On Friday, health authorities announced new COVID-19 rules, as well as significant new changes to the way vaccine certificates will work as of next year.
Here are answers to some of the questions Times of Malta readers sent in.
When does my vaccine certificate expire?
At the time of writing, vaccine certificates do not have an expiry date. But that will change as of Monday January 17, when certificates will expire on fixed dates based on the date of your last vaccine dose.
If you have received a booster shot, your certificate will be valid for nine months from the date of that dose.
If you have not received a booster shot, your certificate will be valid for three months from the date of your last vaccine dose.
Is this part of an EU-wide rule?
Yes and no. EU member states agreed this week to set a nine-month (270 days) expiry date on COVID passes for travel purposes, in an attempt to harmonise travel rules across member states. Those rules will come into force on February 1, 2022.
But Malta's rules are slightly different.
So how do Malta and EU rules differ?
Malta’s rules are arguably stricter, with the nine-month expiry period valid for those who have received a booster shot, rather than standard vaccination schedule.
The EU has not set an expiry period for booster doses, saying that “sufficient data regarding the period of protection” provided by booster doses is not yet available.
What about tourists and foreign travellers?
The EU has made it clear that member states must recognise any certificates issued within nine months of the “last dose of the primary vaccination.”
That means incoming passengers from EU countries will be allowed in without needing to quarantine, provided that their COVID pass is valid in their home country.
Health authorities told Times of Malta that residents in non-EU countries whose vaccine certificates are recognised locally will also be allowed in, provided their certificate is deemed valid in their country of origin.
I am a Maltese resident and have not taken my booster shot. Can I return to Malta if I am abroad at the time?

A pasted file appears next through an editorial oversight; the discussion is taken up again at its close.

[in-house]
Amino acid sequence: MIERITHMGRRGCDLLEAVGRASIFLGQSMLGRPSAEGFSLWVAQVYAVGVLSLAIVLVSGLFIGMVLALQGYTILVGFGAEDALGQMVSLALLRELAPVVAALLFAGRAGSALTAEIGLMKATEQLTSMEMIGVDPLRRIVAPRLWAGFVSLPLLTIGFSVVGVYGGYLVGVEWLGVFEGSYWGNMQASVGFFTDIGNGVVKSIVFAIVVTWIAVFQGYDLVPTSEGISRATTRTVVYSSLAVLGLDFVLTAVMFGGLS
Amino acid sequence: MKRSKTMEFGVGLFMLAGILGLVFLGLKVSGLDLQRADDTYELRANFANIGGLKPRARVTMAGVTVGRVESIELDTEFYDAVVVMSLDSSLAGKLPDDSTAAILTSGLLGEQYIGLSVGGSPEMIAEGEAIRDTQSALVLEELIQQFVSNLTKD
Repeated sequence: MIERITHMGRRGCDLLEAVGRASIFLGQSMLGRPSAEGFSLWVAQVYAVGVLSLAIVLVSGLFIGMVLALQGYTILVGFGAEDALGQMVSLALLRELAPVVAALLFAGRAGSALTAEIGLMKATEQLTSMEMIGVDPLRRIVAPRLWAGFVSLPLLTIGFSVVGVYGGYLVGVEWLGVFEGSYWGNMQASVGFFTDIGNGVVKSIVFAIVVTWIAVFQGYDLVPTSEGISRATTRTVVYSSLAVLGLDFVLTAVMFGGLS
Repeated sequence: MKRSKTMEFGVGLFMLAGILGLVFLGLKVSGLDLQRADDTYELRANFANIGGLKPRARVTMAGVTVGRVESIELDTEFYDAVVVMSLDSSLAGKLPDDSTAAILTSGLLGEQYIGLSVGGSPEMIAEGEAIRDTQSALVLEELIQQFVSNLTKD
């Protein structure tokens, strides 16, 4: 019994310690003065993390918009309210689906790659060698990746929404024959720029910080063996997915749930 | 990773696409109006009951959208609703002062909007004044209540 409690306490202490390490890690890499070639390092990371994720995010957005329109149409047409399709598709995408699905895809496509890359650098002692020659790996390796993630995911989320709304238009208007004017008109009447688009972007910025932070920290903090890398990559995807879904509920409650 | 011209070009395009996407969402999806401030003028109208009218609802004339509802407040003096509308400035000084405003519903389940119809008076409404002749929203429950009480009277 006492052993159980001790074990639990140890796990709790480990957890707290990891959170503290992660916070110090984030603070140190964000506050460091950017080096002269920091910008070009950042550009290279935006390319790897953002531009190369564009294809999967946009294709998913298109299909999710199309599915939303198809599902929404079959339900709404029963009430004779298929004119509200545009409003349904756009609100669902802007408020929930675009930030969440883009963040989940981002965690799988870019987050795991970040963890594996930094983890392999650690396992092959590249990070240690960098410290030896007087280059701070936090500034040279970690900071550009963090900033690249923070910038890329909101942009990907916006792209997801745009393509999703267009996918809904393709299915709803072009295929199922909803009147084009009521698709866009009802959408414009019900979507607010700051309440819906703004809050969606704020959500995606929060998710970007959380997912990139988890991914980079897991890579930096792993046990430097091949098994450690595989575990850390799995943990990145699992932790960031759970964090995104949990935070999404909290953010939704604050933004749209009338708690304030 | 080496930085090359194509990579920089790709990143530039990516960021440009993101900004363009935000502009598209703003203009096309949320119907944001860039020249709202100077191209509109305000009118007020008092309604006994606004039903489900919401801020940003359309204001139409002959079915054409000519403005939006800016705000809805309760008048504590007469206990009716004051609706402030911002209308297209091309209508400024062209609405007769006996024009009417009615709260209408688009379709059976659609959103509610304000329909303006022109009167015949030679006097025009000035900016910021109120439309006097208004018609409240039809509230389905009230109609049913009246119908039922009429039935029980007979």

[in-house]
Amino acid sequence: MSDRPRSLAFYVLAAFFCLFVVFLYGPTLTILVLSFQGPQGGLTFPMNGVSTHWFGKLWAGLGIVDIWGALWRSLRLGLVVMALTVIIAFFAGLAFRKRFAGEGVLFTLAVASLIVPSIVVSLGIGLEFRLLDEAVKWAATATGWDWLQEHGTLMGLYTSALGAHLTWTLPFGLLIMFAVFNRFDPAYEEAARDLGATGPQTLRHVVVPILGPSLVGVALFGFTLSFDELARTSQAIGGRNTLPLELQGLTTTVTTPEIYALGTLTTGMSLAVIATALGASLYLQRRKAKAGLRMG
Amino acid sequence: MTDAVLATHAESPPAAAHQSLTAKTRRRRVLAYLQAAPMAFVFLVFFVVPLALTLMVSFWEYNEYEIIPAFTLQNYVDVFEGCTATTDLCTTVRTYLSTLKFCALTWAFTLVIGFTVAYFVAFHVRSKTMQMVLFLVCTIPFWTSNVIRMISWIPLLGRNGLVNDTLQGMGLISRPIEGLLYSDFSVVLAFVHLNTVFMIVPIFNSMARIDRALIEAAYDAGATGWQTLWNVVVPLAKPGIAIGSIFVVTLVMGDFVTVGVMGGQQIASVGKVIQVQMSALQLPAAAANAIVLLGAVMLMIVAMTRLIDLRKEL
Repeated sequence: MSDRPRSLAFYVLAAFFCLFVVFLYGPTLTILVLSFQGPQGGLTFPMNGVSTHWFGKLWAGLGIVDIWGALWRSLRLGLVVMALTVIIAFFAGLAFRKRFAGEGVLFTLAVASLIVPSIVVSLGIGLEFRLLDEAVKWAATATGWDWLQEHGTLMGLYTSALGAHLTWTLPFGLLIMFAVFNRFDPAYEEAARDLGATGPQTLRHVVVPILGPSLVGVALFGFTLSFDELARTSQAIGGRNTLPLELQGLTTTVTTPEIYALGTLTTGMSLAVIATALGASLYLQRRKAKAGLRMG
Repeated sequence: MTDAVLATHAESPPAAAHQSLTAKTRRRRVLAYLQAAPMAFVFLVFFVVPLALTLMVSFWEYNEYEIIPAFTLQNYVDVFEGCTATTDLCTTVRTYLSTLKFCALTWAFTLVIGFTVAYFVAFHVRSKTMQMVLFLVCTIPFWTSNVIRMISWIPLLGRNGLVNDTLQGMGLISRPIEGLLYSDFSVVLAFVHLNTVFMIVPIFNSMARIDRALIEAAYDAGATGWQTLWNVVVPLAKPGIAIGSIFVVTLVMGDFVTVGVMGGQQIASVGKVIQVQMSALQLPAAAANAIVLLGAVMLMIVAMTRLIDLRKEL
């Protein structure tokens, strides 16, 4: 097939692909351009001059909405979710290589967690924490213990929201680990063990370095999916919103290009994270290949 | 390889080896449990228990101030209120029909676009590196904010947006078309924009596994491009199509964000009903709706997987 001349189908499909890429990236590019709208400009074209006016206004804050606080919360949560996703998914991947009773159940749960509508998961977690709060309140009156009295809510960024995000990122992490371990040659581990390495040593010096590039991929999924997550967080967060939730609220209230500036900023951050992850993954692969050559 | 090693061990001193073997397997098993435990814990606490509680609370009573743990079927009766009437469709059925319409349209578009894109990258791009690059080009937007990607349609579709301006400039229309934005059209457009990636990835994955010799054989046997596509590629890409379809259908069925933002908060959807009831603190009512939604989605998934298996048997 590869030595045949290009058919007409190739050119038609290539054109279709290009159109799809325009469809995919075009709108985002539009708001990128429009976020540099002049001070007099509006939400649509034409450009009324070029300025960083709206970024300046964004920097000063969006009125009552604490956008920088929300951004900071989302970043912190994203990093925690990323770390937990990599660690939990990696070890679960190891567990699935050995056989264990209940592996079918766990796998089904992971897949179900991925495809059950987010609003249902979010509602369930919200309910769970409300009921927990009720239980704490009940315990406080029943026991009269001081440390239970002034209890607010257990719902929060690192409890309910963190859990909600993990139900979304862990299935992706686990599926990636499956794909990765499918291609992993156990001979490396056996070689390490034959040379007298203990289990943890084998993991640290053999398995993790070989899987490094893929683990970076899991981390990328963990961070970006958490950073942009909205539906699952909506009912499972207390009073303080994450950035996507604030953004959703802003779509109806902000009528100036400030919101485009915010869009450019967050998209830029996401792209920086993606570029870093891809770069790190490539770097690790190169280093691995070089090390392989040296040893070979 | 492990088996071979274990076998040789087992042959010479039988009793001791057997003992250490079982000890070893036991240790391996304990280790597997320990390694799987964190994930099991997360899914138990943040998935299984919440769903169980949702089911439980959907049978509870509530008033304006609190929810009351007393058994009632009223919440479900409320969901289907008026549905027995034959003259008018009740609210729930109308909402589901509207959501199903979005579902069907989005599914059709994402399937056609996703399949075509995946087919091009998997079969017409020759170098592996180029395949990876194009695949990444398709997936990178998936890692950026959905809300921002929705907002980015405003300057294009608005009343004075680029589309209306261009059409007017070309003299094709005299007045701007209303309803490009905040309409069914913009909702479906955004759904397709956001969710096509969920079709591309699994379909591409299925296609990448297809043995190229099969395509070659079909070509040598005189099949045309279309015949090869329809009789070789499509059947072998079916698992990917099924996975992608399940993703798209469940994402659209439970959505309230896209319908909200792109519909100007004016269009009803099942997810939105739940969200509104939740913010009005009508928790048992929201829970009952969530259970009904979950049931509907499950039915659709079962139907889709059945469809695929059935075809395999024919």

The new rules apply as of January 17, but Times of Malta is informed that authorities will provide people in that situation with a two-week grace period to return home. But if you are returning after February 1, you will need to spend 14 days in quarantine after your return.
Why are Malta’s rules stricter?
Authorities have not explained the discrepancy between local and EU rules, though it is reasonable to assume that the measure is intended to incentivize people to take their booster shot.
As of Thursday, 41 per cent of adults had received their booster dose.
Malta may also have opted to focus on the expiry dates of booster doses because many residents received their initial vaccine doses well before people in other EU member states.
Research indicates that vaccines become less effective after six months. For many people in Malta, this six-month period has now lapsed - making booster doses more important than in countries where adults are only receiving their initial vaccinations now.
It is worth noting that in its new rules, the European Commission acknowledged the six month period but said that it has set nine months as the expiry period for COVID passes to give countries time to adjust and offer all citizens a booster dose.
I have received my booster shot. How can I update my vaccine certificate?
You will need to wait 14 days after you received your booster shot. Once that period passes, visit https://certifikatvaccin.gov.mt/ and re-generate your certificate. Look out for a '3/3' mark if you initially received a two-dose vaccine, or '2/1' if you received a Johnson & Johnson one.
Why does it matter when my certificate expires?
The vaccine certificate expiry rules are part of a broader – and more controversial – societal change.
As of January 17, anyone without a valid COVID pass will not be allowed into cafes, restaurants, bars, cinemas, gyms or other such public spaces. Other EU countries, such as France and Italy, introduced similar requirements several months ago.
That is a big shift for Malta, with Health Minister Chris Fearne having previously brushed aside suggestions of Malta introducing such rules.
Is that legal?
Court cases can take years to play out and it’s early days yet, but initial indications suggest that the law will come down in the government’s favour.
In France, a constitutional court ruled that the government there was within its rights to introduce similar rules. And the European Court of Human Rights – whose rulings are binding on member states – has in the past dismissed cases filed by applicants opposing vaccine mandates.
Any resident aged 35 or older can register for a booster shot at https://vaccin.gov.mt/. Registration opens to all adults on Monday, December 27.
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